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Policewoman who undertook nieces through FGM held

By Cyrus Ombati | July 22nd 2020 at 02:25:20 GMT +0300

A policewoman who carried out Female Genital Mutilation (FGM) on her two nieces has been arrested.

The police constable attached to Tigoni Police Station is said to have taken away her sister's daughters and conducted the act on July 11.

The two girls aged 17 and three were found in a house in Kinoo area Kiambu County where the act was conducted. They were later taken to hospital.

Police said they were informed by the accused officer’s sister that she took the children from her house in Kayole, Nairobi before facilitating for the criminal act.

She then switched off her mobile phone until ten hours later when they managed to trace her to the house in Kinoo. The policewoman is expected in Kikuyu law courts to take plea tomorrow for the incident.

She was detained on July 13 and the court allowed police to hold her until Thursday for plea taking.

In 2011, Kenya passed a law that prohibits FGM and imposes tough penalties on perpetrators and those abetting the practice. The law not only bans the practice in Kenya but also prohibits cross-border FGM and bars medical care givers from carrying out the practice.

In addition, the law holds that consent cannot be cited as an excuse for conducting FGM.

The act has a minimum punishment of three years imprisonment and a Sh200, 000 fine - the most comprehensive anti-FGM legislation in East Africa.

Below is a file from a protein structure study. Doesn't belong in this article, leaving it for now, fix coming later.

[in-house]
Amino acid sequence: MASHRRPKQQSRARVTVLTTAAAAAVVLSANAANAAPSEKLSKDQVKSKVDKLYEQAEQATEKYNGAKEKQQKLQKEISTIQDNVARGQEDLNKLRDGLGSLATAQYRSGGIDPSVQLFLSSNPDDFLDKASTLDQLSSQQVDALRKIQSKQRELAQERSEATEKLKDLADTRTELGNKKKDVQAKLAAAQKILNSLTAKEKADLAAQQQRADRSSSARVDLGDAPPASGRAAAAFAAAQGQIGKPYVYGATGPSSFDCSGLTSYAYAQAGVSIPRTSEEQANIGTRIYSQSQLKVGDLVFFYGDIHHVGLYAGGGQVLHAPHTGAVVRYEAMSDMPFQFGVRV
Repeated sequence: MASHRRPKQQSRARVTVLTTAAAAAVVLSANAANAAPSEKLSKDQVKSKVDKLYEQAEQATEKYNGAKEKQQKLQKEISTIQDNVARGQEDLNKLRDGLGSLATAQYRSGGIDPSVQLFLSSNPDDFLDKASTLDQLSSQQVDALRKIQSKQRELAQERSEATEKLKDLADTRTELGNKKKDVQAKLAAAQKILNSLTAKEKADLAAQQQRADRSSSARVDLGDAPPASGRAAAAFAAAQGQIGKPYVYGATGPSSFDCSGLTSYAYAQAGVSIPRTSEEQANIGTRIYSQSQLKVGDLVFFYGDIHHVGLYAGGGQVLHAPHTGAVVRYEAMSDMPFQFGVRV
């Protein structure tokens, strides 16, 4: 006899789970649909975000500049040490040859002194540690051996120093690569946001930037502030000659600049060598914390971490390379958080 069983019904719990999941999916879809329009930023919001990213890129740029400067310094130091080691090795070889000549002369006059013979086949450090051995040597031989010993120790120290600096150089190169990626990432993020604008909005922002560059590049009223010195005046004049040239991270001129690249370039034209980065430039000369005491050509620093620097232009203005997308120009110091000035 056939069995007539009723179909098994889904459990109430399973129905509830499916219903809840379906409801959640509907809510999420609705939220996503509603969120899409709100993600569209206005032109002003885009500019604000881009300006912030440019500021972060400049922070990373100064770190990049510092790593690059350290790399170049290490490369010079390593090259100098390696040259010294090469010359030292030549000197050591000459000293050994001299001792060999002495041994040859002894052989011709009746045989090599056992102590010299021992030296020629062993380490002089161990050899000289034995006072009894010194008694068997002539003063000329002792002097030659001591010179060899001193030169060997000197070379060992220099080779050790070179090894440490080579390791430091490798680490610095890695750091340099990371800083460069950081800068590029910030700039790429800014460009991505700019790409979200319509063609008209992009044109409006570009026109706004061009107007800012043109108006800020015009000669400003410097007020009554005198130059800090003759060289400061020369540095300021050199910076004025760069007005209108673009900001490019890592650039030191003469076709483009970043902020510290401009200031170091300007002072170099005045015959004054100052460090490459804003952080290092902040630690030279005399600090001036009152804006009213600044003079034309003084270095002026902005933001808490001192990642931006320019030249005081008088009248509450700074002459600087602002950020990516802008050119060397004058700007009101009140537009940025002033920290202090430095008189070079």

Since the legislation was passed, the country has witnessed a decline in the number of girls who undergo the cut, with law enforcers and other duty bearers working to end this practice.

Despite Kenya banning female genital mutilation in 2011, the tradition of circumcising girls has continued in some ethnic communities. President Uhuru Kenyatta vowed to end FGM by 2022, but activists say more needs to be done as millions of girls are still at risk of undergoing the cut.

One in five women and girls aged between 15 and 49 in Kenya have undergone FGM, which usually involves the partial or total removal of the female genitalia and can cause a host of serious health problems, according to the United Nations.

“Kenya commits to eliminate Female Genital Mutilation by 2022,” Kenyatta told a global conference on sexual and reproductive health and rights as part of a series of commitments made by governments at the event in 2019.

“In addition, the country will eliminate all forms of gender-based violence and harmful practices by 2030 through the strengthening of coordination mechanisms and by addressing cultural norms that propagate these practices.”

Northeastern counties such as Mandera and Wajir have prevalence rates of over 90 percent - but anti-FGM campaigners say it has been difficult to work in these areas due to a lack of funds, their remote locations and insecurity.

Female Genital Mutilation FGM
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